Common ¢ents - May 6 edition
In this week's issue, we continue our "10 reasons you're not rich" pointers, suggest you take a spending quiz, and share a website that you can use to start (or continue) teaching your children about money.
We didn't have aCommon ¢ents question this week. If you have a question about money you'd like answered - submit it here - and we'll get you a response next week.
10 Reasons You're Not Rich
Reason #3: You Carry Too Much Debt
Americans have $846.9 billion in credit card debt alone. That’s $7,050 per household, according to NerdWallet.com, a Web site that analyzes financial products and data. If you’re only making minimum monthly payments on $7,050, it’ll take 28 years and cost you $10,663 in interest before you’re debt-free, assuming a 15 percent interest rate. And that only holds true if you don’t make any additional charges.
Some debts can lead to financial success -- a mortgage to purchase real estate, a credit line to start a business or a student loan to fund a college education -- but a high-interest credit card balance usually doesn’t. Pay down credit cards with the steepest rates as quickly as possible. Putting $250 per month toward that same $7,050 debt will retire it in three years and save you about $9,000 in interest versus making minimum payments.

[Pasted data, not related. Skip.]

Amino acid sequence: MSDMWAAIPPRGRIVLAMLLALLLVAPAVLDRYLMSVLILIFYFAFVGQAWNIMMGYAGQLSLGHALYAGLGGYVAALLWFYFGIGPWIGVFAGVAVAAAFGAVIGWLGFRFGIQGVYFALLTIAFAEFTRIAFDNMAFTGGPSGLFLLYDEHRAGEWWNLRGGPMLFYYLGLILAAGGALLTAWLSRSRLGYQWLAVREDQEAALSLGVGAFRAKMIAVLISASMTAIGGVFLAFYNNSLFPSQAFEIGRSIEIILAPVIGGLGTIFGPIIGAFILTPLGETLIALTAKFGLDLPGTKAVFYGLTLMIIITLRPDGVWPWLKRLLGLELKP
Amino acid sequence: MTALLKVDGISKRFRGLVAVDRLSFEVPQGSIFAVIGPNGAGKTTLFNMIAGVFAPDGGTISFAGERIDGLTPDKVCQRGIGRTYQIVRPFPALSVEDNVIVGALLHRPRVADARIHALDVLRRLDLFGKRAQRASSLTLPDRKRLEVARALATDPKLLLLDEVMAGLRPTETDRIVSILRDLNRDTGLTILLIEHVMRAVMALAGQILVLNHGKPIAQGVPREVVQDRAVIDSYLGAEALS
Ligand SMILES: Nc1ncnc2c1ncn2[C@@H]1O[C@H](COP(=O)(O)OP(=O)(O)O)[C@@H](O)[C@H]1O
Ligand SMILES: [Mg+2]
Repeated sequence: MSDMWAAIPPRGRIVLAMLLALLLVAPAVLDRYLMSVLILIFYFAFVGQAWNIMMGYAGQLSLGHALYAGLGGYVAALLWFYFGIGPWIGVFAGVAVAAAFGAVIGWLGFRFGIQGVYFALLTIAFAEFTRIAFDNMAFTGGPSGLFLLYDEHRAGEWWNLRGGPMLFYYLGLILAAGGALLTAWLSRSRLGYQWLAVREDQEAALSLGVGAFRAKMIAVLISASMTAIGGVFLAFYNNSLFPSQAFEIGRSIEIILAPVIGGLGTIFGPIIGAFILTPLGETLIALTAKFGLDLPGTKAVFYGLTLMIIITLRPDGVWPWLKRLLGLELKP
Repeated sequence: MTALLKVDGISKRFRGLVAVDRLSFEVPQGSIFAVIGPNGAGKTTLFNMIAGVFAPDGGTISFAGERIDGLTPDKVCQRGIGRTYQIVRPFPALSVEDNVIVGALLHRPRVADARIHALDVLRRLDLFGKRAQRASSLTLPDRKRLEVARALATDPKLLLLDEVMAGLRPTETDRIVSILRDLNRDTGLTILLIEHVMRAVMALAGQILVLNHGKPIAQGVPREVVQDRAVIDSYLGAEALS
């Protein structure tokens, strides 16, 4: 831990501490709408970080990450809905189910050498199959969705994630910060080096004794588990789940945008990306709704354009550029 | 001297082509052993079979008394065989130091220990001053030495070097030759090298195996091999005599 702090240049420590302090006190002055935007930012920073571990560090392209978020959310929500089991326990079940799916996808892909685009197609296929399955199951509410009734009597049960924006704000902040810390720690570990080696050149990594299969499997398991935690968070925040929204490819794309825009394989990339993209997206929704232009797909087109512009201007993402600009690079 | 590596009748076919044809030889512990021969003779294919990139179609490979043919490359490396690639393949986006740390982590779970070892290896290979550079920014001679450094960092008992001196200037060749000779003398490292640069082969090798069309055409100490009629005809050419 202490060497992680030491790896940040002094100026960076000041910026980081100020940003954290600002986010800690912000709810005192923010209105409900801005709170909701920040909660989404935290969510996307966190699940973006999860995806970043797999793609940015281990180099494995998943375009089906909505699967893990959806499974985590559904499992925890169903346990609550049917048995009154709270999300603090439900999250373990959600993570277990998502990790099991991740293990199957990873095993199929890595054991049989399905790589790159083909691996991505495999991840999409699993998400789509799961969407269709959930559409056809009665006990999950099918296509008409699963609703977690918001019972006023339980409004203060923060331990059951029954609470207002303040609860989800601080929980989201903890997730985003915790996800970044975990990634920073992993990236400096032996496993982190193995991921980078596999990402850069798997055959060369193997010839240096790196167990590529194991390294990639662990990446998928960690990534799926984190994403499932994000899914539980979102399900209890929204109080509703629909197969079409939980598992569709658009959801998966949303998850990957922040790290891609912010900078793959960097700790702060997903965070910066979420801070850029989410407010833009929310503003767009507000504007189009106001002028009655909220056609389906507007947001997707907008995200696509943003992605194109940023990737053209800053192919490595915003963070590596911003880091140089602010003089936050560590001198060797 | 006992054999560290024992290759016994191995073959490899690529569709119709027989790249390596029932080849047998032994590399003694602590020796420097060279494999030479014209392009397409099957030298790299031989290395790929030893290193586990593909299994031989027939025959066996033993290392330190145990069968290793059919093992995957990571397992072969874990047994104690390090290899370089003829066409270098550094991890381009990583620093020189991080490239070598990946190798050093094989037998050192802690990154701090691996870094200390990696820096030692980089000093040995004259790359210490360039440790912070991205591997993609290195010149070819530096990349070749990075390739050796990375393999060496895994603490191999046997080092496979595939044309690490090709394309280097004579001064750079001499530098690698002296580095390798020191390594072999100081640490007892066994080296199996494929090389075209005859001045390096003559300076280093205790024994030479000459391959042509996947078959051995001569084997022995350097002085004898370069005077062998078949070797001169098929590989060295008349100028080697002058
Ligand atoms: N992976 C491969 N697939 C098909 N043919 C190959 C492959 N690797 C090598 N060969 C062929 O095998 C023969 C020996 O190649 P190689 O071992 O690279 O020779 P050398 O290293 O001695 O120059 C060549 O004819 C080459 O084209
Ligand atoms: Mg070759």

Reason #4: You Pay Too Many Fees
Late fees, banking fees, credit-card fees -- the amounts might seem insignificant when taken individually. After all, an overdue library book or Redbox DVD might only run you a dollar. But if you’re regularly paying penalties and fees, these charges can quickly eat a hole in your budget. Consider this: The average bank overdraft fee is $32.20, according to Bankrate.com, and the average charge for going outside your ATM network is $4.13. Late-payment penalties for credit cards can climb as high as $35.
So how do you avoid pesky fees? Read the fine print so you understand fee rules, and stay organized so you avoid breaching those rules. With the extra cash, you can pay down debt or boost your savings.
Take This Spending Quiz
The first step to better handling your money is understanding what kind of spender you are - and being honest about where your problems are, so you can address them. Take the quiz here. Your Communication Director is an Avoider - she puts off making money decisions. What kind of spender are you?
Teaching Kids About Money
One of the most important things you can do for a child in your life is to start teaching them money management skills at an early age. They're not too young to learn. When we think of PBS and kids, our thoughts most likely go to Sesame Street and Super Why. But they've also got a wonderful website with great information, games, videos and more that deal with money issues. Next time your elementary-school-age child sits at the computer or asks you to get on the computer, why not sit with them and go through some of the things on this site: